That's a big question, and perhaps one hard to answer definitively. Much depends, of course, on the state of the market, and the condition of the property. Plus, condos and townhouses are two totally different types of housing, and are difficult to compare. That said, which one makes the best investment depends on what you’re using it for, our experts say.
In Manhattan, the median sale price of a townhouse has increased 33% over the last decade, to $3.59 million from $2.7 million, according to data from appraisal firm Miller Samuel. Meanwhile, condo median prices have gone up 55.4%, to $1.25 million from about $804,000, the data show. (The company has loads of data on historical price trends, number of sales and more, if you want to dig in.)
Townhouses make up a comparatively small portion of the housing available in New York City, and tend to offer more privacy and space, as well as the freedom from rules governing renovations, subleases, and the like. And while you won’t pay monthly common charges, you’ll be responsible for repairs and other upkeep.
Meanwhile, in a condo building, you probably won’t be on street-level, which is in general safer and quieter; you may have access to amenities like a gym or roofdeck; and a property manager will probably handle much of the maintenance and cleaning of common areas. But, of course, you’ll be living close to your neighbors -- with all the potential for noise, smells and other annoyances that implies -- and you’ll pay fees to the building every month.
From the perspective of an investment, here are a few points to consider:
If you plan to rent it out:
“If either is being considered as a true investment -- you won't live there but instead rent it -- it can depend on future supply and demand balance for particular sized units,” says Donald Brennan of Brennan Realty Services, who sells both condos and townhouses.
In New York City, the rule of thumb is that, even on a per-square-foot basis, larger spaces fetch more than smaller ones. So if you had two nearly identical apartments -- one that’s 1,000 square feet and another that’s 1,200 square feet -- the bigger one would sell or rent for more than 20% above the smaller one.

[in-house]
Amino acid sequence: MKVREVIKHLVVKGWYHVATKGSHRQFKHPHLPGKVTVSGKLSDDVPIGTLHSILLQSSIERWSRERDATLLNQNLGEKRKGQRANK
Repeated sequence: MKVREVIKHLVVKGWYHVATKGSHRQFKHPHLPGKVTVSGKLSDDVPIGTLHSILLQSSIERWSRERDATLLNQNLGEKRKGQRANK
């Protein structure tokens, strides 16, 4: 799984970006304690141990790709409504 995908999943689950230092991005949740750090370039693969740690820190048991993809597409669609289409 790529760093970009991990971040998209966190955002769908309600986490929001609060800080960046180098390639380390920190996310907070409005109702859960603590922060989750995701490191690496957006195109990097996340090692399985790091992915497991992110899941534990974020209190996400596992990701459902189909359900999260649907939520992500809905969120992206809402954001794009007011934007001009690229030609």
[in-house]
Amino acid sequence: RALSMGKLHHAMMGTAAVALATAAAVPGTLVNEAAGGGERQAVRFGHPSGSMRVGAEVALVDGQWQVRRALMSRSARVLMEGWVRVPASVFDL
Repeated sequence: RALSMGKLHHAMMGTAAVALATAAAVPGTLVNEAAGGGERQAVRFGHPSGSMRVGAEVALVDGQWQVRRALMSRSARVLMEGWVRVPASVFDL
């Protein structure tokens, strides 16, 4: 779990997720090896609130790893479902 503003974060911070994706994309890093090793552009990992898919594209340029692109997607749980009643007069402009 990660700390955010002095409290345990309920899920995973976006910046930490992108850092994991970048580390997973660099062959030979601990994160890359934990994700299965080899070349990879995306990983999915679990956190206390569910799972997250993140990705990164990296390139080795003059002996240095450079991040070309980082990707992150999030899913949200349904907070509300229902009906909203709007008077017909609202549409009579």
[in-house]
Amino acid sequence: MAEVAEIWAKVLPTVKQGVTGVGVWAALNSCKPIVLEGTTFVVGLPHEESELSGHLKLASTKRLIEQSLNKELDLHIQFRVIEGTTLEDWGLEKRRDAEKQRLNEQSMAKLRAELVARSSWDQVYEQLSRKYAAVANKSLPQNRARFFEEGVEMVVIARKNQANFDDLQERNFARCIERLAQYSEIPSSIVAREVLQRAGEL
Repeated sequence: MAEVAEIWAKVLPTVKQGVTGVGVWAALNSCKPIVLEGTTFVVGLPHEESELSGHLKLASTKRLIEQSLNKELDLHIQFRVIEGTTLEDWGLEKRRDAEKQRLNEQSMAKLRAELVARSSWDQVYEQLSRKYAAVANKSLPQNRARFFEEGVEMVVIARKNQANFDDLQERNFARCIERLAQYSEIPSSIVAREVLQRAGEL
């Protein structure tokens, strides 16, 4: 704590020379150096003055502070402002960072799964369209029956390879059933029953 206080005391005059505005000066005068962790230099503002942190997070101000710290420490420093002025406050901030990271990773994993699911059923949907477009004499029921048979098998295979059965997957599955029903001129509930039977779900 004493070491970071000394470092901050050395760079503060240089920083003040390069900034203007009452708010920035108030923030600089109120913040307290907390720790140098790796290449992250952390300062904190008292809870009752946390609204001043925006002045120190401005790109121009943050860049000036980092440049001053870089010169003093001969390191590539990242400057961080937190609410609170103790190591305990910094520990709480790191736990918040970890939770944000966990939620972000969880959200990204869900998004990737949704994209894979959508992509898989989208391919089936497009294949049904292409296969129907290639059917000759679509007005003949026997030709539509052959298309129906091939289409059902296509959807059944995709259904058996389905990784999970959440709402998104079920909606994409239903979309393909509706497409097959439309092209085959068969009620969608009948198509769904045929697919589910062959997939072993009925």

Additionally, the bulk of renters in the city are looking for smaller apartments, notes Brennan. “This would indicate that on a per-square-foot basis you are better off buying a small condo and renting it instead of buying a large townhouse and renting it,” Brennan says.
If you plan to sell it for a profit:
This is typically what people mean when they want to buy a property as an "investment," but in this case, it gets tricky because the population of purchasers interested in each housing type doesn't fit the same profile. “It is tough to compare the two property types because they generally represent two different types of buyers,” says appraisal expert Jonathan Miller, president of Miller Samuel.
“When most people compare the two housing types,” adds Miller, “they use the argument that townhouses generally cost less on a price-per-square-foot basis than condos, inferring a buyer gets more for their money and therefore is a better investment.”
But don’t be fooled. First, average condo prices are inflated by sales in expensive new developments, whereas townhouses generally aren’t (because not a ton of developers are building new townhouses and skewing the data), Miller notes.
Second, townhouses are measured from the outside of the walls, while condos are measured from the inside of the walls, he says. If they were measured the same way, townhouses would be roughly 15% smaller, which would drive up the price per square foot.
And lastly, even condos that are the size of a townhouse may sell for more money if they’re on a higher floor: the view alone is like an amenity that can increase the price.
Keep these factors in mind when you’re looking at places to buy.
If you plan to live there:
The bottom line if you plan to use this place as a home? Don’t pick it solely on investment-related criteria. "Make the decision based on what type of home works best for your lifestyle," Miller says.
And Brennan would agree: “I'm from the camp that thinks your home shouldn't be viewed as an investment, assuming you live there. All's fine and well if the asset appreciates in value, but the greatest value received should be from utility.”
Leigh Kamping-Carder is a senior editor at BrickUnderground.com, the online survival guide to finding a NYC apartment and living happily ever after. To see more expert answers or to ask a real estate question, click here.